The upper panel of Figure 11 displays an example of a frequency noise spectrum, recorded at relatively low output power of 3 mW (85 mW pump current). The spectrum shows a number of narrow peaks due to RF pickup and, after levelling off at about 65 Hz 2 /Hz, shows a slight rise, likely due to electronic amplifier noise. In spite of the relatively low laser power, the corresponding intrinsic linewidth is rather narrow, 210 Hz, which is thus clearly the effect of a long resonator providing a long photon lifetime. The lower panel of the figure shows how the laser linewidth decreases with increasing pump power. The latter is expressed as increasing threshold factor, which specifies the normalized pump power above threshold, X, which is proportional to the laser output power. The various symbols indicate measurements during up and down scans of the pump current (filled and unfilled symbols, respectively). The smallest linewidth obtained from the frequency noise spectrum recorded at the highest pump current of 255 mA [107]) is about 40 Hz, indicated by the round filled symbol at X = 5.17 . The power dependent linewidth is in good agreement with the theoretically expected decrease with laser power, following a 1 / X -power dependence (red fit curve).
An important observation in Figure 11 is that the measured linewidth narrowing does not show any saturation with output power, while other lasers often display a lowest linewidth-value, or even an linewidth increase vs. power [108,116,149,150,151]. A possible explanation for down-scalability of the linewidth with power, here and even more so with the dual-gain laser, is the absence of noticeable nonlinear effects in the laser cavity, specifically, in the Si 3 N 4 feedback resonators where the power is highest. For instance, we estimate [107] that, with output powers of a few tens of mW, several Watt of power can be present in the microring resonators, which corresponds to intensities of several hundred MW/cm 2 . Such intensities would lead to significant nonlinear loss in other waveguide materials, specifically in semiconductors due to a much smaller bandgap. In the Si 3 N 4 platform, such losses are many orders of magnitude lower [152]. Stimulated Brillouin scattering (SBS) is another effect that can manifest as a nonlinear loss in the laser feedback circuit. This process is mediated by optoacoustic interactions in a medium, and has been observed in various waveguide platforms including silica [15], silicon [153], and silicon nitride [154]. The strength (or the intrinsic gain) of SBS is mainly dictated by the material properties, including refractive index, acoustic damping, and photoeleastic constant, as well as the optoacoustic overlap of the waveguiding structure [155]. This intrinsic gain is very small in the silicon nitride waveguide geometry used in the feedback circuit. When compared to silicon the SBS intrinsic gain of silicon nitride is approximately 130 times lower, so the SBS effect is negligible in the feedback circuit.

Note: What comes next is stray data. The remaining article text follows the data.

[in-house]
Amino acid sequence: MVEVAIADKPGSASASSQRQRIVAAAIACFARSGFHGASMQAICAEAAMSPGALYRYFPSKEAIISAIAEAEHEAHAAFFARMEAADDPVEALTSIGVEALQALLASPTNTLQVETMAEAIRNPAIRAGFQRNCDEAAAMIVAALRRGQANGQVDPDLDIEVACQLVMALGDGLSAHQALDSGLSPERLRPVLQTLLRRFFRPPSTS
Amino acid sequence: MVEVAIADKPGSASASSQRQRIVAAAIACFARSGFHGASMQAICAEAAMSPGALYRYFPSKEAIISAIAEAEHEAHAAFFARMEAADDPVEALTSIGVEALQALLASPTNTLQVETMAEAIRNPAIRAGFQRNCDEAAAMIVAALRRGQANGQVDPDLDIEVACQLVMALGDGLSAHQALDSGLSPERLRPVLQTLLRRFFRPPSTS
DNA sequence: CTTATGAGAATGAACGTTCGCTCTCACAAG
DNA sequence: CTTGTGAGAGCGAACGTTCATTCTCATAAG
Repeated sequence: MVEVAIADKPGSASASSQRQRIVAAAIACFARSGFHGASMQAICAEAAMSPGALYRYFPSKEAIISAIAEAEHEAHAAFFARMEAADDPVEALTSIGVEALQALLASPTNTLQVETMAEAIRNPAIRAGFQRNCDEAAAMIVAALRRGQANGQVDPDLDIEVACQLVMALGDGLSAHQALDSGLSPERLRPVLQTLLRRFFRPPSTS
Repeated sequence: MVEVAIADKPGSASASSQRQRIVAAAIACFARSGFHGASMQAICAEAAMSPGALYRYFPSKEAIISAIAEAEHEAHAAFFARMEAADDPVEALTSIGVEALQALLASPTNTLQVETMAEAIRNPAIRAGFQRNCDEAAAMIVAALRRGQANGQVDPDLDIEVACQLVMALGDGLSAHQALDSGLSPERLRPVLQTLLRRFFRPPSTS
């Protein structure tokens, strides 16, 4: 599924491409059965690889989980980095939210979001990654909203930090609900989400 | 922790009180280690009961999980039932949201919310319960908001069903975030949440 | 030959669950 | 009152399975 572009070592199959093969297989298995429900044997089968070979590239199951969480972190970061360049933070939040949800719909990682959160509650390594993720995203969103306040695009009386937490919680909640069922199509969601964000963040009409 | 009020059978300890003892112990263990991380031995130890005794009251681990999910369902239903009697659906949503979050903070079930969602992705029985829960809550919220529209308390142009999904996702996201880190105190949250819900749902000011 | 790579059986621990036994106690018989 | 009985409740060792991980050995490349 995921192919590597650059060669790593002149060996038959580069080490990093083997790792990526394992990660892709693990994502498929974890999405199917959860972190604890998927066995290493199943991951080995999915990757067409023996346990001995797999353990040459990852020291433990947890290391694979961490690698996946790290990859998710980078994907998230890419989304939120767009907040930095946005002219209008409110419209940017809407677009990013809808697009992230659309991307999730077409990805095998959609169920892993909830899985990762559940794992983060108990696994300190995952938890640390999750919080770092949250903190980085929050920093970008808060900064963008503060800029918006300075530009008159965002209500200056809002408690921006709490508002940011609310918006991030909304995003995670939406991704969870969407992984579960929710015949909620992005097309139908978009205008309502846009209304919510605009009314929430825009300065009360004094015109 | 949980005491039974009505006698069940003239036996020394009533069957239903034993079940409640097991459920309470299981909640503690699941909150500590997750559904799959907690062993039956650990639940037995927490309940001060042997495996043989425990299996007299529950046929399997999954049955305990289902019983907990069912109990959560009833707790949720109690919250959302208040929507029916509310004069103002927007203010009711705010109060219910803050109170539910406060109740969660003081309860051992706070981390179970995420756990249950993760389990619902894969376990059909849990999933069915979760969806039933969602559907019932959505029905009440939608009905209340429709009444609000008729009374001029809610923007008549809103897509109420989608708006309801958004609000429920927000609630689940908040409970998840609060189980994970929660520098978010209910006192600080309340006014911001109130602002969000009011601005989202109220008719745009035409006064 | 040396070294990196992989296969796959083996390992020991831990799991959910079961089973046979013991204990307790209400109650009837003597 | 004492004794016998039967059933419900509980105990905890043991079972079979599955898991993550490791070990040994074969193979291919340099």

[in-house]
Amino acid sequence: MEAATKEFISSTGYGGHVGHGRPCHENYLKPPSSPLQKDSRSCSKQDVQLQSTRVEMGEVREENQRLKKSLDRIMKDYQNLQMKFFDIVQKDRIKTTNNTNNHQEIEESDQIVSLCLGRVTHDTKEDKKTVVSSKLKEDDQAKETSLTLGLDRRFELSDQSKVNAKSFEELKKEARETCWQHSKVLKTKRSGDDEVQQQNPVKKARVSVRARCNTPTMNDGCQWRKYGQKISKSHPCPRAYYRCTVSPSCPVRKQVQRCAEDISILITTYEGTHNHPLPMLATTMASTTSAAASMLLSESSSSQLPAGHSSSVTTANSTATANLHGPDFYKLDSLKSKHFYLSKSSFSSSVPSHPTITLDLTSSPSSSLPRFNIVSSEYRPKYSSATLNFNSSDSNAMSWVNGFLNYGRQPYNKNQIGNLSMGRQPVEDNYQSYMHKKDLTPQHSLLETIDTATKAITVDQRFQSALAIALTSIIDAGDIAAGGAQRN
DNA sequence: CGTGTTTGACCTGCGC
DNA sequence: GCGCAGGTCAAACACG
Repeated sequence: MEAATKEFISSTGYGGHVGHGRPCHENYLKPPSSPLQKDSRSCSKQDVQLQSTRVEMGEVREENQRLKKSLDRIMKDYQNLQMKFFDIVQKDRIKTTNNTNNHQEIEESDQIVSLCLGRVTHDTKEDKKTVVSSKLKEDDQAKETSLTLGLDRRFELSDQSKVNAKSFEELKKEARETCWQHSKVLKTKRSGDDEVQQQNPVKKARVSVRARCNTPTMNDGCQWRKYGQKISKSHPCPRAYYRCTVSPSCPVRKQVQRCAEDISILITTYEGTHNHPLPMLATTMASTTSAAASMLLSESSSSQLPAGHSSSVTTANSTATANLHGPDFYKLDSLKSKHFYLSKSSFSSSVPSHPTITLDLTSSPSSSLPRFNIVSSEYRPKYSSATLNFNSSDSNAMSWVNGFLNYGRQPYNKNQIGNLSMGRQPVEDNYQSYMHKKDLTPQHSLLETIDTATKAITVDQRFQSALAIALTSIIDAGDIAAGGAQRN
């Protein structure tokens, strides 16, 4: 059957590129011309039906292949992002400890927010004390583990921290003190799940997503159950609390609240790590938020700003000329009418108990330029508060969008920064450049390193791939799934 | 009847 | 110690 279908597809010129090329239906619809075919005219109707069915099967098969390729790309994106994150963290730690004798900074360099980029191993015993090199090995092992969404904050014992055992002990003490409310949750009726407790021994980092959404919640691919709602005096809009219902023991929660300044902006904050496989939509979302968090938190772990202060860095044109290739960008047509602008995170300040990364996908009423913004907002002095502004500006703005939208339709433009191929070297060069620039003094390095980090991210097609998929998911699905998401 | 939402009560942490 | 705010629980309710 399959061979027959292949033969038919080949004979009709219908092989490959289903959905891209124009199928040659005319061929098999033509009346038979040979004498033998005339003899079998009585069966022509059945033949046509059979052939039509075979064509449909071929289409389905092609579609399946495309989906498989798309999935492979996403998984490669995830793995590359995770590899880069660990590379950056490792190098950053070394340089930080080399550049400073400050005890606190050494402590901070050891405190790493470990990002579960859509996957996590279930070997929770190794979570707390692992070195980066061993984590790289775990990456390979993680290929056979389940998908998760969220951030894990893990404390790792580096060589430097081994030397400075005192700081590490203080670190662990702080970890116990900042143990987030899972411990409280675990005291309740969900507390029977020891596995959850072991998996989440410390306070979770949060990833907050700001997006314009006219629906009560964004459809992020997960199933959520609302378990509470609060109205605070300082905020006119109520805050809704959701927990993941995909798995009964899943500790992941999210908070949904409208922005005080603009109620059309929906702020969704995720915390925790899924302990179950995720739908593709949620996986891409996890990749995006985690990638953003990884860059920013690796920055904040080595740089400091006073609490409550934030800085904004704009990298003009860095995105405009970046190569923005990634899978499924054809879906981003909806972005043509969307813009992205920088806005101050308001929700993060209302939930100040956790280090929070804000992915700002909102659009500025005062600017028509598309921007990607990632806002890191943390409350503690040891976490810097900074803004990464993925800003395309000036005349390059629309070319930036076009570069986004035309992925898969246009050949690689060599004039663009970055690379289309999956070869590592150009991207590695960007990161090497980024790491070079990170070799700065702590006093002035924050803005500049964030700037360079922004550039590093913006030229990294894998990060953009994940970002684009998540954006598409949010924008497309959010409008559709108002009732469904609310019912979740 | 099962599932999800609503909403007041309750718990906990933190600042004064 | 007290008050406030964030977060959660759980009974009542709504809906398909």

The absence of noticeable nonlinear loss opens the interesting potential for power based linewidth narrowing to an extent that is not possible with hybrid or heterogeneous integration of silicon-photonic circuits, or with fully monolithic semiconductor lasers. Summarizing this section, the intrinsic linewidth of 40 Hz, as is also plotted in Figure 1 as uppermost and latest data point, is the smallest value ever measured with any hybrid or heterogeneously integrated diode laser. We conclude that further upscaling of the resonator length to the order of meters on a chip [141] with simultaneously increased power appears very promising for approaching the 1-Hz linewidth level.

7. Dual-Wavelength, Multi-Wavelength and Visible Wavelength Lasers